- Hannah Witheridge and David Miller were discovered early on September 15
- They were partially undressed with severe injuries to their heads
- Police: Two Burmese men admitted to murders, raping Witheridge
- DNA samples taken from the couple match those of two suspects, police say
Police in Thailand say two Burmese men have confessed to the murder of two British tourists on a popular resort island last month.
The bodies of Hannah Witheridge and David Miller were discovered early on September 15 on a beach on Koh Tao, a small southern island in Thailand. They were partially undressed with severe injuries to their heads. A hoe with blood on it was found close by, police said.
The pair, both in their early 20s, were last seen at bar on the island hanging out with friends.
An autopsy revealed both victims had been hit by a hard object, according to Maj. Gen. Pornchai Suteerakhun, the head of the Police Hospital's Institute of Forensic Medicine.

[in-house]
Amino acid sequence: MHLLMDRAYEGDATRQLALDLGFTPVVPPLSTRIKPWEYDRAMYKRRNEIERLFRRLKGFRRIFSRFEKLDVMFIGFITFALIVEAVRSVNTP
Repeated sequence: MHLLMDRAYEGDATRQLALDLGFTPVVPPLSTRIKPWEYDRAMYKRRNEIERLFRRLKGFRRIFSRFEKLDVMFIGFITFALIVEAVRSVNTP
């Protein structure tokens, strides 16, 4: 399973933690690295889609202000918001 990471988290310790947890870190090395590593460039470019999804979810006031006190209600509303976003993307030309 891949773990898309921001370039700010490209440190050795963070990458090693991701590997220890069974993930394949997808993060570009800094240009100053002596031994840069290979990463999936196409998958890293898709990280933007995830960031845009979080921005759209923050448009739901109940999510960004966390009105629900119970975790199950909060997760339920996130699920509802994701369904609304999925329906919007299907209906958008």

Miller was hit and had scratches on his back, in addition to having water in his lungs consistent with drowning, an autopsy showed. Witheridge was hit several times on her head and face and her body had evidence of sexual intercourse, according to her autopsy.
On Friday, Police Commissioner Gen. Somyot Poompanmuang told CNN that DNA in semen taken from Witheridge matched samples taken from the two men.
"The DNA matching result is out already and they matched with DNA found on the female victim," he said, adding that the men admitted to raping Witheridge.
He said DNA samples taken from cigarette butts found near the bodies also matched those of the two suspects. The men, who haven't been named, have been in custody since October 1, police said.
Somyot said the two men told police that they became aroused after spotting the couple and moved in to attack them. They said they hit Miller on the back of the head, then raped Witheridge before hitting her in the face several times.
Somyot said the two Burmese suspects would reenact the incident for police on Koh Tao later Friday.
The deaths have shaken residents on the idyllic island, which takes up only 21 square kilometers (8 square miles) amid bright blue waters in the Gulf of Thailand. Authorities said it was the first homicide case on Koh Tao in at least eight years.
The island is popular among tourists for its diving locations, white sand beaches and vibrant nightlife.